"I'm always trying to think, did we really have that much fun?" she added. "How much am I idealizing my childhood as an artist? Probably some. It was tough. When I got this place, there was no roof. Snow came in here. And holes going down into other places, big ones. No water and no electricity, so we tapped into the city for free electricity and we hauled water up and we had wood stoves. It was really fun."
Ms. Anderson moved to New York in 1966 to attend Barnard College, finishing her graduate studies at the School of Visual Arts and Columbia just in time to fall in with a coterie of peers attracted by the cheap rents downtown. Setting the pattern for her career, she threw together a little bit of everything, working in sculpture, painting, music, film, literature, computers and gender bending, all of it layered with wide-eyed curiosity and knowing ambivalence.
"It was a wonderful time," said Mr. Glass, eighty, who used to leave his son at Ms. Anderson's sculpture studio in the East Village while he worked a day job, mostly doing construction. "There wasn't a lot of money, but there was constantly something going on. People didn't have careers then, they had work. We didn't know what a career was. We were artists. It didn't occur to us that you would make a living at it someday.
"There was very little support for that generation of artists. There was none, in fact. The big support system was the artist community themselves. So we were at each other's performances, quite often at empty lofts."
If the artists were poor, Mr. Glass said, they were also able to live very cheaply. "My first loft was down by the fish market, and I paid $30 a month," he said. "I don't think I'm fantasizing, but I tell young people it was much easier then."
For Ms. Anderson, the center of that scene was Gordon Matta-Clark, whose site-specific work included cutting shapes out of abandoned buildings, even sawing buildings in half. Mr. Matta-Clark, who died in 1978, organized a group of artists called Anarchitecture, who held long discussions that often ended in dance parties and eventually had a group show at 112 Greene Street, a cooperative gallery where artists were allowed to knock holes in the walls or floors. Ms. Anderson became a regular.
"Laurie was new in town also and we all started hearing about her," said Richard Landry, a saxophonist who moved to New York from Louisiana to play with Mr. Glass and later performed with Ms. Anderson. "It was a communal affair. I had a place at 10 Chatham Square. I cooked once a week, and the art world came there, including Laurie. The whole art world would eat and party or whatever."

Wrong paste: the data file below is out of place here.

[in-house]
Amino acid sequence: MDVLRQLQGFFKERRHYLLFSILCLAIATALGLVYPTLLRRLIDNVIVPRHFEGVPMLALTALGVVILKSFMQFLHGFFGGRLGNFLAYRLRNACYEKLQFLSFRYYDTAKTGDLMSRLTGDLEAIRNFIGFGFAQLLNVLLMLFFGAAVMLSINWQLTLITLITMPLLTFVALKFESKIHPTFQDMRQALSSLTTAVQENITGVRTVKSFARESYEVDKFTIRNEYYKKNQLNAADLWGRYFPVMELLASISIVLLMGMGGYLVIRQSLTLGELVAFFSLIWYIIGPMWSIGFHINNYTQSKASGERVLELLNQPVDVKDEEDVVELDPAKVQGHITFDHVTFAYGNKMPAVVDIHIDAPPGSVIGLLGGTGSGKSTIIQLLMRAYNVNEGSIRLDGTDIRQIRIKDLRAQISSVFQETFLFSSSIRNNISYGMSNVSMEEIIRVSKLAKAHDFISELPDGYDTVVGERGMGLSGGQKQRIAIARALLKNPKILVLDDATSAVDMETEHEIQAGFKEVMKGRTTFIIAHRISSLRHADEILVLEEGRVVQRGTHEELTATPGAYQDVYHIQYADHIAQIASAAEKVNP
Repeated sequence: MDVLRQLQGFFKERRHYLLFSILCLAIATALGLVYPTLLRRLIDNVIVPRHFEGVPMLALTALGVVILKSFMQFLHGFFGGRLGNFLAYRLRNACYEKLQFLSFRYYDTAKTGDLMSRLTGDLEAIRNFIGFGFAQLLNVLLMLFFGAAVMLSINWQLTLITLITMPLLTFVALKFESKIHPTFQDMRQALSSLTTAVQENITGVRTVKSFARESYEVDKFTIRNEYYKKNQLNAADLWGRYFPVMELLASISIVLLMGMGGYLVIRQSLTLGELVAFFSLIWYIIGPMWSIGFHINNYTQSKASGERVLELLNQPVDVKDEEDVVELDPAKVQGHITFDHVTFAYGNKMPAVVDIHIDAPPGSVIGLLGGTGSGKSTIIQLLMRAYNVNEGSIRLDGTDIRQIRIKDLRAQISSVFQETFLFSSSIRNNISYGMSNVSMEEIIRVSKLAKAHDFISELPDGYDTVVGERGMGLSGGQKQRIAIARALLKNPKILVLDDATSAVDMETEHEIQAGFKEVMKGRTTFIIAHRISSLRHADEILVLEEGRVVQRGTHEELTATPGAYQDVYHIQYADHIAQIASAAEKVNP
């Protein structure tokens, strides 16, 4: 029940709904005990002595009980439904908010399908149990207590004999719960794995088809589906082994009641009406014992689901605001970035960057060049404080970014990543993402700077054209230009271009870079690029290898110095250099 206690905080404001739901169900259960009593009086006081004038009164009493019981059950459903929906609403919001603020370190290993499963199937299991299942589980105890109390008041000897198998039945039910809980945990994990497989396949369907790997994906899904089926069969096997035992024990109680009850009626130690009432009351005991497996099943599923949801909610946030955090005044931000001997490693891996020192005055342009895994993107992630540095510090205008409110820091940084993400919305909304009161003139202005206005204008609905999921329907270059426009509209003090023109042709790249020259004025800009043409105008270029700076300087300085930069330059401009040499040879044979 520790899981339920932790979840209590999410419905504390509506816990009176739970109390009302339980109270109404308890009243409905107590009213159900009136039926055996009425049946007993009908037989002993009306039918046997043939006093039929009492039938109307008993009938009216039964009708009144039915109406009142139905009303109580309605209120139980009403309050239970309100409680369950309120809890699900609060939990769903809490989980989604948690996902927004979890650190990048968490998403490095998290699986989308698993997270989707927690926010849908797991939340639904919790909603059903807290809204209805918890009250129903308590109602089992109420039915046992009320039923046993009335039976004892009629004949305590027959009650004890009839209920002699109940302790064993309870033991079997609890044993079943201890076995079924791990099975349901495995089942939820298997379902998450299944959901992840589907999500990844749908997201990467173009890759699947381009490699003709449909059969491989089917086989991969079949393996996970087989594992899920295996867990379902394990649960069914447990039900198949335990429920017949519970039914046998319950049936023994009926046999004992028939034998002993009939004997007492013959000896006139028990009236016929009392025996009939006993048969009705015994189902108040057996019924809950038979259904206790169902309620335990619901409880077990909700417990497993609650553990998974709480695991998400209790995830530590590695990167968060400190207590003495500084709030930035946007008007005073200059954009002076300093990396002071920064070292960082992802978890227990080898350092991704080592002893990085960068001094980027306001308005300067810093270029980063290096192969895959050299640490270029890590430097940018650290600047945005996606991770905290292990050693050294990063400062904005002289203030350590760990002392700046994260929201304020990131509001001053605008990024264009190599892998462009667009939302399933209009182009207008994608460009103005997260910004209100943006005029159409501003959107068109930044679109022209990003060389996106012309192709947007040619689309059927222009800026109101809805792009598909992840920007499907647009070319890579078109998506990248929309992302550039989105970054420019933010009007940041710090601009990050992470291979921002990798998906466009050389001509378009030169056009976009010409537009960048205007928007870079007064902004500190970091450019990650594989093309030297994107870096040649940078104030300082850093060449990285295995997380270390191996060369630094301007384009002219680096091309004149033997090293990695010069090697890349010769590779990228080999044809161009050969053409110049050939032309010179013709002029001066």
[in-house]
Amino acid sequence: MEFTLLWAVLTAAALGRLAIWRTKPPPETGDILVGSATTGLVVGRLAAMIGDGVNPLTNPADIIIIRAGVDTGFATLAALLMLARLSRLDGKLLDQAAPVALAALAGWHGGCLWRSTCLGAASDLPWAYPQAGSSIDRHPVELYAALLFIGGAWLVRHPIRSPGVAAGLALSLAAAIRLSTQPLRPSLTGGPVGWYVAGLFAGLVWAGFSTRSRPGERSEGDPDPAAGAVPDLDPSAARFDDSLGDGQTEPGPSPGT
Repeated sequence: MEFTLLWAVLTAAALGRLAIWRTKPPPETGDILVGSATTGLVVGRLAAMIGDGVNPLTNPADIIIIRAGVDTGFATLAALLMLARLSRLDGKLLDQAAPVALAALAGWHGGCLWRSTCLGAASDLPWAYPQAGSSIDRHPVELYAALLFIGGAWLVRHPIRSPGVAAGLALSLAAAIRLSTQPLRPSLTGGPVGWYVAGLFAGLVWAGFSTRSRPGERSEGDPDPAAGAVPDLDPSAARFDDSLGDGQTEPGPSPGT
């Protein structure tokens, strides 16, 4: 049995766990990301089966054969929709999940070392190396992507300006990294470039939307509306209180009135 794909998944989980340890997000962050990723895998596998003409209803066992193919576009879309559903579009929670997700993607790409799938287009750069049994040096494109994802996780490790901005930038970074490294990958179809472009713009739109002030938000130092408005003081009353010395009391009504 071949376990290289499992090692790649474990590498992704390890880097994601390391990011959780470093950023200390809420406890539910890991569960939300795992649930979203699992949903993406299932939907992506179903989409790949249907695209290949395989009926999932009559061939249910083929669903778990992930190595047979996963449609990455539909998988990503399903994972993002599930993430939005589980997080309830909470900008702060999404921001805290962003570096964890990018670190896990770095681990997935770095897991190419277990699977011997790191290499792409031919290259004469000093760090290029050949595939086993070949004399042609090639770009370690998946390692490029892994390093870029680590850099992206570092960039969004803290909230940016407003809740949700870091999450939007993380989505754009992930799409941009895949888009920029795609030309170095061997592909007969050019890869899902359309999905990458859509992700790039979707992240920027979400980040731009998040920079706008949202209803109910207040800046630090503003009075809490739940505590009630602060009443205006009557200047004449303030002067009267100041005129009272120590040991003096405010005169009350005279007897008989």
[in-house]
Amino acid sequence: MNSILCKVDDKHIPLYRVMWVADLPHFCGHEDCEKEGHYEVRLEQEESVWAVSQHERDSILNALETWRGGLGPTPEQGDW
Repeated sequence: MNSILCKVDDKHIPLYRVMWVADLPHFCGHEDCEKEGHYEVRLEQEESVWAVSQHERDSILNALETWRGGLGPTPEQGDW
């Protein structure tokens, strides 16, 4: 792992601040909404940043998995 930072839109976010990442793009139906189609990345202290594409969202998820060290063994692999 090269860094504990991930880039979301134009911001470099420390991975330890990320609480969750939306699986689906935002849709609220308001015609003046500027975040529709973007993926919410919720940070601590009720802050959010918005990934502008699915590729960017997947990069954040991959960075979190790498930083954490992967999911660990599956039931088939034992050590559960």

Through the photographer Marcia Resnick, Ms. Anderson got a large loft at the western edge of Canal Street with views of the Hudson, above a methadone clinic. Many of the lofts had no doors, Ms. Resnick said, and the patients would wander into people's homes. The city was spiraling toward bankruptcy, but for artists, the chaos offered opportunity.
"I didn't see it as collapse," Ms. Anderson said. "I saw it as a very exciting thing. I saw it as a pioneering thing. I didn't want to live in a city that was organized. I left the Midwest so I could leave that kind of organization. I didn't move here to avoid chaos. I came for the excitement of it, and I was not disappointed."
After an American military operation to rescue hostages in Iran crashed and burned in 1980, Ms. Anderson wrote a song about technological failure. Echoing Jules Massenet's nineteenth-century aria O Souverain, she called it O Superman, and got a $500 grant to record it in her loft. It sounded like nothing else from the era.
"Her work wasn't so different from early Dada performances, or Russian spectacle, or Happenings," said Bob George, who released O Superman on his One Ten Records, and ran the projectors at Ms. Anderson's early performances. "There was the idea that you're telling a story and you're making it visual. At first I don't think it was linked so much to the music. Laurie wouldn't say, 'I'm a musician.' She's more in that line of the peculiar speaking voice, Jimmy Durante and Leonard Cohen and Groucho Marx, that kind of recitative talk singing."
When Mr. George played the record on John Peel's popular British radio show, it became an instant hit.
"That was bizarre," Ms. Anderson said. "I was, 'What are the British charts?' As soon as I got over there, and several hundred screaming people would follow me everywhere, outside my limousine, I'm like, this is ridiculous. I never believed that one. Even at the time, I was: Have a good time with this, be an anthropologist. It's really bizarre and manufactured. These people didn't know I existed until last week, and next week they won't again, and that's got to be fine with me."
It also helped that she had developed a recognizable image, a little androgynous, a little cyber, said Jane Crawford, the widow of Mr. Matta-Clark, who arranged work for some of the performance artists, including Ms. Anderson.
"The Dutch and the Belgians didn't respond wholeheartedly to Laurie's work until she got a haircut," Ms. Crawford said. "She had long hair, and when she got her spiky punk cut, then suddenly her work became very cool and she was just embraced with open arms. It's kind of shallow, but that's how it was."